I wish the NYT would quit referring to voter-suppression measures as “strict” voting laws.
At some point in the last few years, presumably related to my writing for Wise Bread, a whole bunch of PR flacks started sending me their press releases—mostly about money stuff, with a little writing stuff and journalism stuff thrown in.
It has been very tedious, but I have hesitated to mark these messages as spam, because the topics are things that interest me (even if the actually email messages are almost never of any interest whatsoever).
After spending a year or two just deleting all that crap manually, I’ve spent a few minutes today making a filter that grabs that stuff and puts it in a folder called “Lame PR” so I don’t have it cluttering up my inbox.
So far I’m sorting by sender, because I think there are only about a dozen senders behind the majority of this crap. Maybe I’m mistaken. There may be too many senders. But I doubt if they’re doing the spammer tricks to make this stuff hard to filter. (They’re hoping that I find their “content” so useful, I’ll be using filters to make sure I do see their content!)
Once I get them filtered out, my inbox will be much more useful than it has been.
The old Daily Show, back when it featured Jon Stewart, called itself “fake news,” but it was a very specific thing: It was a topical humor show which used the tropes of a news show for humorous effect.
What we started calling “fake news” toward the end of the recent election cycle was something else. It was click-bait articles with headlines that implied something outrageous, offered up for twin purposes: 1) to get eyeballs for earning advertising dollars, and 2) to produce outrage. Some of it was primarily to produce outrage, but mostly the outrage was just a means to the end of getting even more eyeballs to make even more money.
These are very different things.
I miss the old Daily Show. It was funny. When someone asked Jon Stewart if it didn’t worry him that some large fraction of young people claimed that the Daily Show was their main source of news he said it didn’t, because he knew it wasn’t true: Much of the humor of the Daily Show depended on you already knowing the news of the day.
It’s really unfortunate that click-bait, outrage-producing faux news got tagged with the same label. It’s not the same thing, but since it got the same name, I fear it will be a long time before we get something like the Daily Show back again.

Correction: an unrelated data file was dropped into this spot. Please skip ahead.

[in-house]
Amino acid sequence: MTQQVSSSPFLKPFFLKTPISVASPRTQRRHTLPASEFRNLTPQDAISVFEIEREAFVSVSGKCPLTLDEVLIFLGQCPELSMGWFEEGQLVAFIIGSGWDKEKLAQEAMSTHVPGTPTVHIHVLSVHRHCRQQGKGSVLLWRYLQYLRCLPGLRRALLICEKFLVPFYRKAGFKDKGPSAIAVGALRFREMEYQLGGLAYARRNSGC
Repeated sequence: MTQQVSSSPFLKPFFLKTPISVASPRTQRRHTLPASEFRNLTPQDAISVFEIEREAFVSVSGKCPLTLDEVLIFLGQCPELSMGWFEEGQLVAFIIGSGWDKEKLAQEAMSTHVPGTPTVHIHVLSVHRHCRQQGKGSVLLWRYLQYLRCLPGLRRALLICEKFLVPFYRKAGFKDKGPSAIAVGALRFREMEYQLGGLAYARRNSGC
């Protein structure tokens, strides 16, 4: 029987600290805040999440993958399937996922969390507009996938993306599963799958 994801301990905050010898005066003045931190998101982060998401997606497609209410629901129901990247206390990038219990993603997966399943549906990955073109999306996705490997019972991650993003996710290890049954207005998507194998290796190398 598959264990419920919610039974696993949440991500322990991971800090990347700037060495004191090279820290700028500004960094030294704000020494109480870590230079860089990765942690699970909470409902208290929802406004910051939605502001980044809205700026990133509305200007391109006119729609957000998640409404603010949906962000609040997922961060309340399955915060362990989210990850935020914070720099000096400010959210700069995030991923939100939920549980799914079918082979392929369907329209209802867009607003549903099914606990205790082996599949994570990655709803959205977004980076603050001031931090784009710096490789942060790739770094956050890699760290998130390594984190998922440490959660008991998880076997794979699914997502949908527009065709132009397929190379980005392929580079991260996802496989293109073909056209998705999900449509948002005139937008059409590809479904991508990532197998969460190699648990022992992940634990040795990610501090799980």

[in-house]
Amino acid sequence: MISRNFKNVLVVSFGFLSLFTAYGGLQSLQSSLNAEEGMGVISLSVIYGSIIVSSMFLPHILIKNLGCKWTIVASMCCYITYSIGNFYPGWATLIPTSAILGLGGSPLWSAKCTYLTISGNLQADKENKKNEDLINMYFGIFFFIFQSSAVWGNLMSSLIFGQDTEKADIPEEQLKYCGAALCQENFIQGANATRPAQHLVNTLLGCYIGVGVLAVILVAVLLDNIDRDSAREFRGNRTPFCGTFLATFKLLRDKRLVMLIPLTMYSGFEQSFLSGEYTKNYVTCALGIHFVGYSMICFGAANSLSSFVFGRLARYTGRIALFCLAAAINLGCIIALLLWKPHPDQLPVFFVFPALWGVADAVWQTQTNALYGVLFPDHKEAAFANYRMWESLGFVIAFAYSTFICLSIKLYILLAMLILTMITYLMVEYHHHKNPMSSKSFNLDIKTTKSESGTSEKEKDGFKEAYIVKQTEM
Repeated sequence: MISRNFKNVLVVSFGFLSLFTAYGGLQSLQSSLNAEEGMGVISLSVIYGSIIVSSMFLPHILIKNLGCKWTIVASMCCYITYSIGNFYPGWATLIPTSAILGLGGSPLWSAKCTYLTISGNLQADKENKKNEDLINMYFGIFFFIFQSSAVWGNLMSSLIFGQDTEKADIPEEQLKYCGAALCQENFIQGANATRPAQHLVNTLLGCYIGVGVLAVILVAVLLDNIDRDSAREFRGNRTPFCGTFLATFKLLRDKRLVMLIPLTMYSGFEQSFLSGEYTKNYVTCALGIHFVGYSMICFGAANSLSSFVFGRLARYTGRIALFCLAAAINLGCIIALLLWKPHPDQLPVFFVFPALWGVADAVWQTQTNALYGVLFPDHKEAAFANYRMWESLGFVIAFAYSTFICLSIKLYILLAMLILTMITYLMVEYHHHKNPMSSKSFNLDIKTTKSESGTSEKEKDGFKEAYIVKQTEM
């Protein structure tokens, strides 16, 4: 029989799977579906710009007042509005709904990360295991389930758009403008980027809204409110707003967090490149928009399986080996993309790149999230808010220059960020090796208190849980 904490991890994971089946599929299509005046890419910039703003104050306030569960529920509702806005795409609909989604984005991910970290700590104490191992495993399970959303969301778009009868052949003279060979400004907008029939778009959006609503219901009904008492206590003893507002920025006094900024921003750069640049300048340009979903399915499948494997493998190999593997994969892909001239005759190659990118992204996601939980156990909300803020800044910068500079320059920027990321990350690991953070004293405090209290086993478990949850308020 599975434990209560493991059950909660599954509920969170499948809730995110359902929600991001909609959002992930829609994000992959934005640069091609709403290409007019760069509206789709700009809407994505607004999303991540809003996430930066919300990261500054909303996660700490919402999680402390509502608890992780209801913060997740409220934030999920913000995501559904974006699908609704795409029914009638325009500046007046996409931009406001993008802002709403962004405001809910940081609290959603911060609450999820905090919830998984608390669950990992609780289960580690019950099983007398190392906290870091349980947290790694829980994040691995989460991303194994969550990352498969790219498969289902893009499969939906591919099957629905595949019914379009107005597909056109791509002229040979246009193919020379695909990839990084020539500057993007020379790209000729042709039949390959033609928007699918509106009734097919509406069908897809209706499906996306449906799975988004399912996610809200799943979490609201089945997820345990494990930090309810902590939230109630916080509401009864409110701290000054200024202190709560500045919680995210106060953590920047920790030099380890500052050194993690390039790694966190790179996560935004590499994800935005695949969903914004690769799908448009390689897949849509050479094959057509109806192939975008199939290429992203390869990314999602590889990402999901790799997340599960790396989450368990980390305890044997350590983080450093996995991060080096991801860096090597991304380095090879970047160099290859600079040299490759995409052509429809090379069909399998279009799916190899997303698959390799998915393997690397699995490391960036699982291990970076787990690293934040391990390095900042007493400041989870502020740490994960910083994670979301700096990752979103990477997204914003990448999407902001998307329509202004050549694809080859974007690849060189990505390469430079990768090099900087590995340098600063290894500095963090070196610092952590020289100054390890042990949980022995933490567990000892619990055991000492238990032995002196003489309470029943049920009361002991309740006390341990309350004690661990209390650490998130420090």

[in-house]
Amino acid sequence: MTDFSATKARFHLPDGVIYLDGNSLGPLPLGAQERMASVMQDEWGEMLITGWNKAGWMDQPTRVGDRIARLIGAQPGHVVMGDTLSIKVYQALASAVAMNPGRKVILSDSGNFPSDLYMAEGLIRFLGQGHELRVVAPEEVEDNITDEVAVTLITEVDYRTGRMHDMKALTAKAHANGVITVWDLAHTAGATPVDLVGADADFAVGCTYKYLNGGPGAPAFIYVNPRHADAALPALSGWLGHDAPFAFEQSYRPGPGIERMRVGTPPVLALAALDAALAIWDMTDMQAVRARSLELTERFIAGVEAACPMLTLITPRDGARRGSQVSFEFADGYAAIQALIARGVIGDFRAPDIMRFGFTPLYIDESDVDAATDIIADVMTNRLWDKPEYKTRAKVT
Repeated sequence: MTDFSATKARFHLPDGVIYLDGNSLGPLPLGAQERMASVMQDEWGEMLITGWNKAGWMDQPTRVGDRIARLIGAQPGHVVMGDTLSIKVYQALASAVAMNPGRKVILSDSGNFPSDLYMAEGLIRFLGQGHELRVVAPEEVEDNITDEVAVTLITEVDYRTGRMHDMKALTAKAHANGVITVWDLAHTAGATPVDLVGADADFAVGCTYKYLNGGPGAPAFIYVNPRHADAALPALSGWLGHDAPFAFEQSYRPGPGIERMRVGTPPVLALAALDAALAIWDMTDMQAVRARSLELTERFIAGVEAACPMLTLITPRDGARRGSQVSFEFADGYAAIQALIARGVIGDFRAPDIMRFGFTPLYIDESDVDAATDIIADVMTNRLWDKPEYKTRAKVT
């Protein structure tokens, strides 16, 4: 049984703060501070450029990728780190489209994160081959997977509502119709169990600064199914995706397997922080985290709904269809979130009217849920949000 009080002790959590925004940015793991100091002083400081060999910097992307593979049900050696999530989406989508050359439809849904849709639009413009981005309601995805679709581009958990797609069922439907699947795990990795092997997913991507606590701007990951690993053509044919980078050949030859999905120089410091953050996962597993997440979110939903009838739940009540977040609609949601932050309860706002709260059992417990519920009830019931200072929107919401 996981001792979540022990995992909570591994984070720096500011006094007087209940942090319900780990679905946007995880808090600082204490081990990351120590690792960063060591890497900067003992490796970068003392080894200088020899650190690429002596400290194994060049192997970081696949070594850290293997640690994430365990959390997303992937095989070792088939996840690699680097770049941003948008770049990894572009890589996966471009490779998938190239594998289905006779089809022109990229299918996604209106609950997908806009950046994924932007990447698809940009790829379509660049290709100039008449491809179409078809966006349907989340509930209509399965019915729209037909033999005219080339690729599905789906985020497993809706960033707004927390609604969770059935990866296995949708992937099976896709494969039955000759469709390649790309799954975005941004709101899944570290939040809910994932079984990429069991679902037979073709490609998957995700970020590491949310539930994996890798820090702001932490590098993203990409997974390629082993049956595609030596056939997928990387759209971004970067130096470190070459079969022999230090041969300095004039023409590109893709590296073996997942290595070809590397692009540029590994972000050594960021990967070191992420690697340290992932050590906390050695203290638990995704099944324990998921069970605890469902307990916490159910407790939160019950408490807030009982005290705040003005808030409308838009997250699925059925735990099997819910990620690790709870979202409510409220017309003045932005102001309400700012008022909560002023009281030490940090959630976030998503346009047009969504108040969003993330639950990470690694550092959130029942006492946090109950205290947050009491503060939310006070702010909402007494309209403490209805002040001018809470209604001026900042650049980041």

What’s up with the very peculiar behavior of our new president and his bizarre insistence on telling lies that are easily detected as lies?
I’ve seen several suggestions about what might be going on. Two worth mentioning are Trump’s Constant Lying Is a Power Game and Hannah Arendt Explains How Propaganda Uses Lies to Erode All Truth. Both make the point that the purpose of the lie is not to fool anybody. Rather, it’s an expression of power.
Compelling people who know better to repeat your lies in their own words dramatically displays your complete control over them. Yes, there was a certain schadenfreude to seeing Christie and Rubio parroting Trump’s lies when they were angling for the VP slot or a cabinet post, but there are additional dangers in rendering even powerful people powerless—it means even more power is captured by the person at the top.
All of which is a bit tangential to my point, which is to recognize one good thing about this. Sad and disturbing as the situation is, these lies make it easy to find our allies: The news organizations that identify the lies and present them as such are on the side of right and truth.
Other strategies exist for identifying our allies, but most of them have turned out to be vulnerable to being co-opted by the bad guys.
This one is different.
Yes, an organization under the sway of the bad guys could attempt to do the same thing only backwards—call out the truth as a lie—but that’s pretty easy to spot. No one would be fooled for long.
They could, I suppose, call out actual lies as lies, and then (having built up some credibility) try to slip in an occasional falsehood as the truth, but that’s not going to be a successful strategy for the long term, unless maybe there’s a single issue that you really want to fool people about.
No, the strategy of calling out lies as lies will turn out to be uniquely available to the good guys, which means that we’ll be able to know which news organizations (and other organizations) are on the side of right and truth.
Sure, there’ll be a bit of extra work on our part—identifying the lies and documenting them, taking the time to pick a random few stories and digging into the data to see if the story is true (and the supposed lie an actual lie).
It’s important not to see that as pointless or hopeless work. It’s not like emptying the sea with a teaspoon, even if it may seem like that (because the supply of lies is vast and renewable). Think of it rather as collecting a bit of seawater for the purpose of making some artisan sea salt: The point is not to empty the sea, but to gather a bit of seasoning to use in the service of a larger project.
The larger project is what’s important, not emptying the sea. And there’s the bonus benefit that doing the work marks you as one of the good guys, and that’s something that’s good for all of us to know.